In the midst of a human pandemic, we have some good news about a wildlife one: our new research, published today in Science, shows Tasmanian devils are likely to survive despite the infectious cancer that has ravaged their populations.
Tasmanian devils have been devastated by a bizarre transmissible cancer. Devil facial tumor disease, or DFTD for short, was first detected in 1996 in northeast Tasmania. Transmitted via biting, DFTD has spread over almost the entire state, reaching the west coast in the past two or three years. It has led to a decline of at least 80% in the total devil population.
This paper, in addition to several we have published recently, shows there have been rapid evolutionary changes in Tasmanian devils and in the tumors themselves since the emergence of this transmissible cancer. Already, frequencies of gene variants known to be associated with immune function in humans have increased in Tasmanian devil populations, suggesting the devils are evolving and adapting to the threat.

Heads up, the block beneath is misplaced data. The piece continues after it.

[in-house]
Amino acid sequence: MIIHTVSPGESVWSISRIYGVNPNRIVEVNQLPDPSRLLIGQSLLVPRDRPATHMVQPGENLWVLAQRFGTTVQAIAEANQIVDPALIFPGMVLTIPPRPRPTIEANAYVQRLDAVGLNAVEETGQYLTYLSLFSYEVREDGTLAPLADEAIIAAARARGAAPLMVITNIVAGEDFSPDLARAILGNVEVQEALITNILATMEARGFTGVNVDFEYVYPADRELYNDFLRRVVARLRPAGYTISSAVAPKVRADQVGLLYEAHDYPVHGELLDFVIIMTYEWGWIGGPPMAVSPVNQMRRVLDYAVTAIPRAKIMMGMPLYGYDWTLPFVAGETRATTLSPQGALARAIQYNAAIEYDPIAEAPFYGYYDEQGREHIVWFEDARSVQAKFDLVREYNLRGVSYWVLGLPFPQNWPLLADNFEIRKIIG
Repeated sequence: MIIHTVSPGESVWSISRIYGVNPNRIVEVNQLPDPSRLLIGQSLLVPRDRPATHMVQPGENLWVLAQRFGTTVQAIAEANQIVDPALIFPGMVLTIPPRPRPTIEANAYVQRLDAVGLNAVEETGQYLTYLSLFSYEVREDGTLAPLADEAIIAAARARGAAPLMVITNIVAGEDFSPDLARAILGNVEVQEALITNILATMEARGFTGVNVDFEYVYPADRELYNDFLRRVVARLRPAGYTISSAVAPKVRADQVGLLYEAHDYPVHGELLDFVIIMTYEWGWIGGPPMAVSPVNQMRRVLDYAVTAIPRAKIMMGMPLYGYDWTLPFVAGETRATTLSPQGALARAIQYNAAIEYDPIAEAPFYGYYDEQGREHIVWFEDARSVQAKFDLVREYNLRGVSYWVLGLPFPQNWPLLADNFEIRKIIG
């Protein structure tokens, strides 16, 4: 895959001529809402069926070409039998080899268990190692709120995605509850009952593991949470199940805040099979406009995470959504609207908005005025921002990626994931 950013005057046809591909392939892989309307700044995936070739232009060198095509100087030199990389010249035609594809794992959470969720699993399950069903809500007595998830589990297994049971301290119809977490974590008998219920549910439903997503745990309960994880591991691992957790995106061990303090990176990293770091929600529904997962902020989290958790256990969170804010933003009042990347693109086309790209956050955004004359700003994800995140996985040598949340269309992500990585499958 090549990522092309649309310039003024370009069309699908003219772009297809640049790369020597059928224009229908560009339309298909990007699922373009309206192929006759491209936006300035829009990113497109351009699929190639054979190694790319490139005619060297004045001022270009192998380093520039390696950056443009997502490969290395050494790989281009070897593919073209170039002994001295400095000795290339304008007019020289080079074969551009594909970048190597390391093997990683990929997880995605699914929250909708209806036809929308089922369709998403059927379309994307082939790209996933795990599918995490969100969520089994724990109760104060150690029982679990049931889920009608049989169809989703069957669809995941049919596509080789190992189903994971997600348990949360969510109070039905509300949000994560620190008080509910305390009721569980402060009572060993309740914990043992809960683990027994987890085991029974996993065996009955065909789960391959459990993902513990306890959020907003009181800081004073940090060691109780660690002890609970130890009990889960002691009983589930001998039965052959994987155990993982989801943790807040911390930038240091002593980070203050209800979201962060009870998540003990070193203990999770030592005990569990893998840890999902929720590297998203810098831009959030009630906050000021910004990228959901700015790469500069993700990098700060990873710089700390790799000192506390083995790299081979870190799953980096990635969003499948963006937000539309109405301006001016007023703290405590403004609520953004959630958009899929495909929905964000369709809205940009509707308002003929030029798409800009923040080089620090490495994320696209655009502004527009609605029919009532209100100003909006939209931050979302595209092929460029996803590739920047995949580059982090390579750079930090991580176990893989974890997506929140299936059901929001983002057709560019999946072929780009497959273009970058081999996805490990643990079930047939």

Contributions by Andrew Storfer, associate professor of biology, Washington State University.